3 Tech Trends For Worship and Parish Data in 2024

The Church has traditionally approached the integration of faith and technology with caution, but a recent report highlights shifts in this relationship.

Over two hundred parish priests, staff, and leaders participated in the Catholic edition of the third annual State of Church Technology report. This annual benchmark study surfaces digital trends in the Church and uncovers the technology priorities, concerns, and expectations of U.S. parishes. It provides leaders with insights into how other parishes are using technology to fulfill their mission. 

“This report isn’t just a collection of data points. It represents the work that parishes all over the country have invested in evangelization, engagement, and discipleship, all to achieve that ultimate goal [of bringing more people into a relationship with Jesus],” wrote Fr. Brandon Macadaeg in the report’s foreword. He leads two cluster parishes and serves as rector of the Cathedral of Christ the Light in the Diocese of Oakland. 

Hybrid Worship Isn’t Diminishing In-Person Attendance

Amid ongoing debates on the influence of livestreamed Mass on attendance, hybrid worship services have emerged as a dependable strategy for parishes. 75% currently offer and plan to continue these services in the future, and for leaders who prioritize technology to fulfill their mission, livestreaming Mass has emerged as their foremost tool. Midsize and large parishes continue to embrace and sustain hybrid worship, demonstrating its ability to meet the needs of a broader community.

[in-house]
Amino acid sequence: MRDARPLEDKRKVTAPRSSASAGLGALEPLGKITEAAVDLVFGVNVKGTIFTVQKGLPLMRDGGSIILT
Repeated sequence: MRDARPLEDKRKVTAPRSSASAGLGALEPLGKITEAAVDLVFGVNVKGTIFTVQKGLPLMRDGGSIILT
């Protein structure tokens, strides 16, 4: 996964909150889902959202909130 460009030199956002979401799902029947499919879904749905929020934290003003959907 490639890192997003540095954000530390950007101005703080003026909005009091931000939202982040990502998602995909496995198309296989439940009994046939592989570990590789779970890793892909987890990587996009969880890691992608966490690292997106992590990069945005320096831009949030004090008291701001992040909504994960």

Protecting the Flock

Religious organizations have become a frequent target of cyber attacks in recent years. One parish lost $1.75 million and another incident involved unauthorized access to a diocese charity database that impacted 13,000 individuals. According to the report, despite security and data protection concerns, leaders are not shying away from embracing digital tools. On the contrary, they are adopting a more proactive approach, placing a higher emphasis on security when assessing new technologies. 

Delaying Adoption

Although the pandemic fueled the adoption of tools to connect with parishioners, updating their technology isn’t a top priority. When comparing data points over the last three years of our report, parishes are reverting back to old habits of viewing technology as quick fixes. 43% evaluate technology only when the need arises, indicating that they continue to work with antiquated systems that sacrifice performance, quality, and security.

What’s Preventing Adoption?

A consistent theme throughout the study reveals that leaders want more technology to fulfill their mission—but other data points suggest otherwise. The full report dives deeper into the patterns that might explain why parishes continue to hit a wall. What’s keeping them from taking the next step? 

Download a copy of the 2024 Catholic State of Church Technology report and discover insights into what emerging technologies parish leaders across the country are exploring and how they’re approaching digital tools to facilitate connection beyond Sunday Mass.